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  7. Names Are Not Predicates.Heidi Savage - manuscript
    There are many examples offered as evidence that proper names are predicates. Not all of these cases speak to a name’s semantic content, but many of them do. Some of these include attributive, quantifier, and ambiguity cases. We will explore those cases here, and we will see that none of them conclusively show that names are predicates. In fact, all of these constructions can be given alternative analyses that eliminate the predicative characteristics of names they feature. These analyses do not (...)
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  8. Being Called Names: The Predicative Attributive Account.Heidi Savage - manuscript
    A recent defence of analyzing names as predicates that relies on a calling relation to explain their meanings,an account developed by Fara, is claimed to escape the problems afflicting standard meta-linguistic analyses. For Fara, this is because the calling relation itself is not essentially meta-linguistic; there are attributive uses of the calling relation as well. Distinguishing between meta-linguistic and attributive notions of calling is supposed to disperse with the common objection to calling accounts, specifically, Kripke's objection that these kinds of (...)
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  9. Descriptive Names and Shifty Characters: A Case for Tensed Rigidity.Heidi Savage - manuscript
    Standard rigid designator accounts of a name’s meaning have trouble accommodating what I will call a descriptive name’s “shifty” character -- its tendency to shift its referent over time in response to a discovery that the conventional referent of that name does not satisfy the description with which that name was introduced. I offer a variant of Kripke’s historical semantic theory of how names function, a variant that can accommodate the character of descriptive names while maintaining rigidity for proper names. (...)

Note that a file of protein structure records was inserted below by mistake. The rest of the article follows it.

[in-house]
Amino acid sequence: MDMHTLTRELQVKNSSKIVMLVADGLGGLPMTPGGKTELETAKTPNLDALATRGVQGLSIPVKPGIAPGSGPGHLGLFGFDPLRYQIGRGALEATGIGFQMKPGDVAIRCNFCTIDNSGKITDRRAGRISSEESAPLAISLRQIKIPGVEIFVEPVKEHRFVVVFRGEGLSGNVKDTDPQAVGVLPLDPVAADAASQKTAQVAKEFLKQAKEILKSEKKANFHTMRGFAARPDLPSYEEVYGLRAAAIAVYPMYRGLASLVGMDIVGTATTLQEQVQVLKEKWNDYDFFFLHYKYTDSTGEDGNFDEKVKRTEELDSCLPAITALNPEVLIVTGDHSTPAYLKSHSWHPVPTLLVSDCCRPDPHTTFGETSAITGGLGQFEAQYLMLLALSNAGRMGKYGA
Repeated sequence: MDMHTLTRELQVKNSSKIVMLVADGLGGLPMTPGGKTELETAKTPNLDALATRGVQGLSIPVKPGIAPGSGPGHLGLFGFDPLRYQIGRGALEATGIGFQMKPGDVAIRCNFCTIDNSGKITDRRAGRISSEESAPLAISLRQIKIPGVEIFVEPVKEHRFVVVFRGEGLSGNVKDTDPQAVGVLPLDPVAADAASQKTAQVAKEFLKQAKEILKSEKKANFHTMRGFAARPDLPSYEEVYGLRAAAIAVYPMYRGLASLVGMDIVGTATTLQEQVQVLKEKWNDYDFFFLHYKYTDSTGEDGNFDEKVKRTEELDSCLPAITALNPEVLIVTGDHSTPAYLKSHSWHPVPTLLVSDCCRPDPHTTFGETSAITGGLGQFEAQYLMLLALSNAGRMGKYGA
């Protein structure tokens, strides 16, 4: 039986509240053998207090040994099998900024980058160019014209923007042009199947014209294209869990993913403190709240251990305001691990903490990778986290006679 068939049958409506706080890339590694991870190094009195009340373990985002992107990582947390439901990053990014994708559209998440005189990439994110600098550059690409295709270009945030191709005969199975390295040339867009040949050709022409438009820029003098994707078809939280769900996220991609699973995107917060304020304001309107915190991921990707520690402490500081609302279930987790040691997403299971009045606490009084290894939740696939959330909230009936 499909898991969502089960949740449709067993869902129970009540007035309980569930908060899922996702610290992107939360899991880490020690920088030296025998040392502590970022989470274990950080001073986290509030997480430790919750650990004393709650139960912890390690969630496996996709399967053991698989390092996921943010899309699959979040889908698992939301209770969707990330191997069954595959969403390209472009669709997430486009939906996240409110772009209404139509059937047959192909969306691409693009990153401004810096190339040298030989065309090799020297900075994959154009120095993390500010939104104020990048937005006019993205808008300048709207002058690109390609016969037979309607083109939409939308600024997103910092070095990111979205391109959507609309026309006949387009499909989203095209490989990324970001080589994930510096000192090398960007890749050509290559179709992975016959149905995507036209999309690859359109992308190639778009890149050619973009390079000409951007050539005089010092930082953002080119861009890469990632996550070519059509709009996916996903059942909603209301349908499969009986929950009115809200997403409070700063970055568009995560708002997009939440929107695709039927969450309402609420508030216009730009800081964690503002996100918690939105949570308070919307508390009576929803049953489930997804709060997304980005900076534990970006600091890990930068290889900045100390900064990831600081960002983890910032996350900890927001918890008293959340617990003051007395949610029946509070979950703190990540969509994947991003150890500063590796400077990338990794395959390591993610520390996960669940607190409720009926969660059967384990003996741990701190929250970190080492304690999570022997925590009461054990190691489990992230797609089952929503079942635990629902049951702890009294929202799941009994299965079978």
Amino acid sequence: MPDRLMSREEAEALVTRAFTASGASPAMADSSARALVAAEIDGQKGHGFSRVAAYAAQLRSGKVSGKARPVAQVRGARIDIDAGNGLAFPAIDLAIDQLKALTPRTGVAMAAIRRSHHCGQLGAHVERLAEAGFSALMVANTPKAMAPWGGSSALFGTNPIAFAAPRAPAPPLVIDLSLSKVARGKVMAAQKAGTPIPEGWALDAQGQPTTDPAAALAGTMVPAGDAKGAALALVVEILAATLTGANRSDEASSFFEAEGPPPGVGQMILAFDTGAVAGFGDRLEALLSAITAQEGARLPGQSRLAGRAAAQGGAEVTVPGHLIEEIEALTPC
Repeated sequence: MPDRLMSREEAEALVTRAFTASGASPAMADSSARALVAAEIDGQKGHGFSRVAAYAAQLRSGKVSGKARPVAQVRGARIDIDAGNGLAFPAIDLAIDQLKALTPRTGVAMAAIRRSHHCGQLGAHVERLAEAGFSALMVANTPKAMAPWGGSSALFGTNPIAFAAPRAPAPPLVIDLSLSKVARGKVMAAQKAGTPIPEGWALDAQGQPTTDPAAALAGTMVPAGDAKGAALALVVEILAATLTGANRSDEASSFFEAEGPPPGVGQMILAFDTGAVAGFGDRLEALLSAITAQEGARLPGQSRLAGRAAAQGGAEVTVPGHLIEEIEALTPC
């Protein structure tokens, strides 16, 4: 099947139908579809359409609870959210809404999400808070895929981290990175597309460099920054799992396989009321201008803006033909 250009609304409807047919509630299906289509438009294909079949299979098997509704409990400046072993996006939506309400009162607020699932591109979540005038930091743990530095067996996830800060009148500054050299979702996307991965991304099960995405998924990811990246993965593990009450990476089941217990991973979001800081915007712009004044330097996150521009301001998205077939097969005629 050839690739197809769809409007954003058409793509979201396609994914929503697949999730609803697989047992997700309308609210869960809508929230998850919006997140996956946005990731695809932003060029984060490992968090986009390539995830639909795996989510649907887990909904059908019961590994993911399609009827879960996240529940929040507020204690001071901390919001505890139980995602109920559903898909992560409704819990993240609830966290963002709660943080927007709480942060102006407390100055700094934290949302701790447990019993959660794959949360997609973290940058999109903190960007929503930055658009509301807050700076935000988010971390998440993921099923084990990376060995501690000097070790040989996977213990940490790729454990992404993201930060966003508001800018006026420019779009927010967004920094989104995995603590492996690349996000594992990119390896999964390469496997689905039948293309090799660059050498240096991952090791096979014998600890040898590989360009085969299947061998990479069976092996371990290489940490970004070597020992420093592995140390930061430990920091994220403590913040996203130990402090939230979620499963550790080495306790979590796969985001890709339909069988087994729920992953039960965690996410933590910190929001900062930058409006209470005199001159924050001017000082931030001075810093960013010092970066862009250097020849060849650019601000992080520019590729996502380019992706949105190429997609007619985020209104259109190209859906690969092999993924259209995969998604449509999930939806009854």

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  10. Kypris, Aphrodite, and Venus: More Puzzles About Belief.Heidi Savage - manuscript
    My aim in this paper is to show that the existence of empty names raise problems for the Millian that go beyond the traditional problems of accounting for their meanings. Specifically, they have implications for Millian strategies for dealing with puzzles about belief. The standard move of positing a referent for a fictional name to avoid the problem of meaning, because of its distinctly Millian motivation, implies that solving puzzles about belief, when they involve empty names, do in fact hang (...)
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  11.  76
    On Diachronic, Synchronic, and Logical Necessity.Heidi Savage - manuscript
    According to EJ Lowe, diachronic necessity and synchronic necessity are logically independent. Diachronic possibility concerns what could happen to an object over time and therefore concerns future possibilities for that object given its past history. Synchronic possibility concerns what is possible for an object in the present or at a past present moment. These are logically independent, given certain assumptions. While it may true that because I am 38, it is impossible diachronically for me to be 30 (at least once (...)